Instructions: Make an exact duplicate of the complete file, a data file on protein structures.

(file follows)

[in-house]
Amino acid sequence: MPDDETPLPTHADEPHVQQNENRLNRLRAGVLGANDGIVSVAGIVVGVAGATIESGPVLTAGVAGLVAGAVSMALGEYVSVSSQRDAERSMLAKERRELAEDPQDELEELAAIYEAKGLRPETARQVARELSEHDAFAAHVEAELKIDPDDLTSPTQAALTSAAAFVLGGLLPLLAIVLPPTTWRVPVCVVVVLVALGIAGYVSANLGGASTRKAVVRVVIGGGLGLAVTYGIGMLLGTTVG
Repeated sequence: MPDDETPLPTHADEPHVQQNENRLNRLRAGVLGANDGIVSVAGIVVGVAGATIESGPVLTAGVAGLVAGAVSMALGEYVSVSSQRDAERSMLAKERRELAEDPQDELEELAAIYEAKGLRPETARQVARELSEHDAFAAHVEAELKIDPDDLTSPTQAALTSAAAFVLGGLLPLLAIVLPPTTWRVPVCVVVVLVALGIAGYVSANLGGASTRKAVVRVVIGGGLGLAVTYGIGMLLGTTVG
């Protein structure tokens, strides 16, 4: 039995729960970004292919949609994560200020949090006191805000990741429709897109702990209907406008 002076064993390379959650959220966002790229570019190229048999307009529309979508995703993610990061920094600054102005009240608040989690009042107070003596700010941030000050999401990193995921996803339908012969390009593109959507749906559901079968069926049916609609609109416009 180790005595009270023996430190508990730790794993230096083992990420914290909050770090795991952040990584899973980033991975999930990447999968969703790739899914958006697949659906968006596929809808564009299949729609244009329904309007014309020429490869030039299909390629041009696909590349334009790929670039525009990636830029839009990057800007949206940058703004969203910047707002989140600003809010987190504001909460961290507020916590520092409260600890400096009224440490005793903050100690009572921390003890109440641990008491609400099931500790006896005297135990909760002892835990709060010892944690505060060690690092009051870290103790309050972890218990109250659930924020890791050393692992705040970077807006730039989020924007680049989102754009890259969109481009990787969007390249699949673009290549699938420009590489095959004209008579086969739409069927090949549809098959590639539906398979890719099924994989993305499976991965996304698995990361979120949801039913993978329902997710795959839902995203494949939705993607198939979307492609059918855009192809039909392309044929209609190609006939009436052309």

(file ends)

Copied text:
[in-house]
Amino acid sequence: MPDDETPLPTHADEPHVQQNENRLNRLRAGVLGANDGIVSVAGIVVGVAGATIESGPVLTAGVAGLVAGAVSMALGEYVSVSSQRDAERSMLAKERRELAEDPQDELEELAAIYEAKGLRPETARQVARELSEHDAFAAHVEAELKIDPDDLTSPTQAALTSAAAFVLGGLLPLLAIVLPPTTWRVPVCVVVVLVALGIAGYVSANLGGASTRKAVVRVVIGGGLGLAVTYGIGMLLGTTVG
Repeated sequence: MPDDETPLPTHADEPHVQQNENRLNRLRAGVLGANDGIVSVAGIVVGVAGATIESGPVLTAGVAGLVAGAVSMALGEYVSVSSQRDAERSMLAKERRELAEDPQDELEELAAIYEAKGLRPETARQVARELSEHDAFAAHVEAELKIDPDDLTSPTQAALTSAAAFVLGGLLPLLAIVLPPTTWRVPVCVVVVLVALGIAGYVSANLGGASTRKAVVRVVIGGGLGLAVTYGIGMLLGTTVG
């Protein structure tokens, strides 16, 4: 039995729960970004292919949609994560200020949090006191805000990741429709897109702990209907406008 002076064993390379959650959220966002790229570019190229048999307009529309979508995703993610990061920094600054102005009240608040989690009042107070003596700010941030000050999401990193995921996803339908012969390009593109959507749906559901079968069926049916609609609109416009 180790005595009270023996430190508990730790794993230096083992990420914290909050770090795991952040990584899973980033991975999930990447999968969703790739899914958006697949659906968006596929809808564009299949729609244009329904309007014309020429490869030039299909390629041009696909590349334009790929670039525009990636830029839009990057800007949206940058703004969203910047707002989140600003809010987190504001909460961290507020916590520092409260600890400096009224440490005793903050100690009572921390003890109440641990008491609400099931500790006896005297135990909760002892835990709060010892944690505060060690690092009051870290103790309050972890218990109250659930924020890791050393692992705040970077807006730039989020924007680049989102754009890259969109481009990787969007390249699949673009290549699938420009590489095959004209008579086969739409069927090949549809098959590639539906398979890719099924994989993305499976991965996304698995990361979120949801039913993978329902997710795959839902995203494949939705993607198939979307492609059918855009192809039909392309044929209609190609006939009436052309």